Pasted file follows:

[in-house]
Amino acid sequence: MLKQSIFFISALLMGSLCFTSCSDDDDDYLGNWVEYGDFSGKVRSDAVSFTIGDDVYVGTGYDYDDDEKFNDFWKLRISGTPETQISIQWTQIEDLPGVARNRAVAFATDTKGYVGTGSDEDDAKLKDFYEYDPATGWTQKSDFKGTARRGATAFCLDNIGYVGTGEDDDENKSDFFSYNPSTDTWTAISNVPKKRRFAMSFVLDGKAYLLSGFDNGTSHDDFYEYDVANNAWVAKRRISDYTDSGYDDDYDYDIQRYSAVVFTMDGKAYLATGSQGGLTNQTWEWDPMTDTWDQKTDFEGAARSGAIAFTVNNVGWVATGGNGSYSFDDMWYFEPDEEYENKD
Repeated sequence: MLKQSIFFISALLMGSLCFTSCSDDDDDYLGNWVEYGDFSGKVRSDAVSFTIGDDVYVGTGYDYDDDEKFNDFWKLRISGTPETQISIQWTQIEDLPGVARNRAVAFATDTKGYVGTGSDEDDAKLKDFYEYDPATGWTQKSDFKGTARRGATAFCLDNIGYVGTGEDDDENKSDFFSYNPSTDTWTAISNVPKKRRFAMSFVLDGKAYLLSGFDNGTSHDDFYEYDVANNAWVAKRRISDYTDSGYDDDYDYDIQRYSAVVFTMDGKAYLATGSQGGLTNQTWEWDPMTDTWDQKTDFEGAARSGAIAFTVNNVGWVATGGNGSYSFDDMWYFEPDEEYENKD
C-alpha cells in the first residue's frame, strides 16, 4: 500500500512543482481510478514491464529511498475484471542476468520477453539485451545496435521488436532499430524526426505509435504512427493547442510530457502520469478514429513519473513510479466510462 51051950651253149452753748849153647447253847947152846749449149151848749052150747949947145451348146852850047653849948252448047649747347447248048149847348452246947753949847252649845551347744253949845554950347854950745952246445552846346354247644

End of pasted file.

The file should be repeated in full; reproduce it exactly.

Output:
[in-house]
Amino acid sequence: MLKQSIFFISALLMGSLCFTSCSDDDDDYLGNWVEYGDFSGKVRSDAVSFTIGDDVYVGTGYDYDDDEKFNDFWKLRISGTPETQISIQWTQIEDLPGVARNRAVAFATDTKGYVGTGSDEDDAKLKDFYEYDPATGWTQKSDFKGTARRGATAFCLDNIGYVGTGEDDDENKSDFFSYNPSTDTWTAISNVPKKRRFAMSFVLDGKAYLLSGFDNGTSHDDFYEYDVANNAWVAKRRISDYTDSGYDDDYDYDIQRYSAVVFTMDGKAYLATGSQGGLTNQTWEWDPMTDTWDQKTDFEGAARSGAIAFTVNNVGWVATGGNGSYSFDDMWYFEPDEEYENKD
Repeated sequence: MLKQSIFFISALLMGSLCFTSCSDDDDDYLGNWVEYGDFSGKVRSDAVSFTIGDDVYVGTGYDYDDDEKFNDFWKLRISGTPETQISIQWTQIEDLPGVARNRAVAFATDTKGYVGTGSDEDDAKLKDFYEYDPATGWTQKSDFKGTARRGATAFCLDNIGYVGTGEDDDENKSDFFSYNPSTDTWTAISNVPKKRRFAMSFVLDGKAYLLSGFDNGTSHDDFYEYDVANNAWVAKRRISDYTDSGYDDDYDYDIQRYSAVVFTMDGKAYLATGSQGGLTNQTWEWDPMTDTWDQKTDFEGAARSGAIAFTVNNVGWVATGGNGSYSFDDMWYFEPDEEYENKD
C-alpha cells in the first residue's frame, strides 16, 4: 500500500512543482481510478514491464529511498475484471542476468520477453539485451545496435521488436532499430524526426505509435504512427493547442510530457502520469478514429513519473513510479466510462 51051950651253149452753748849153647447253847947152846749449149151848749052150747949947145451348146852850047653849948252448047649747347447248048149847348452246947753949847252649845551347744253949845554950347854950745952246445552846346354247644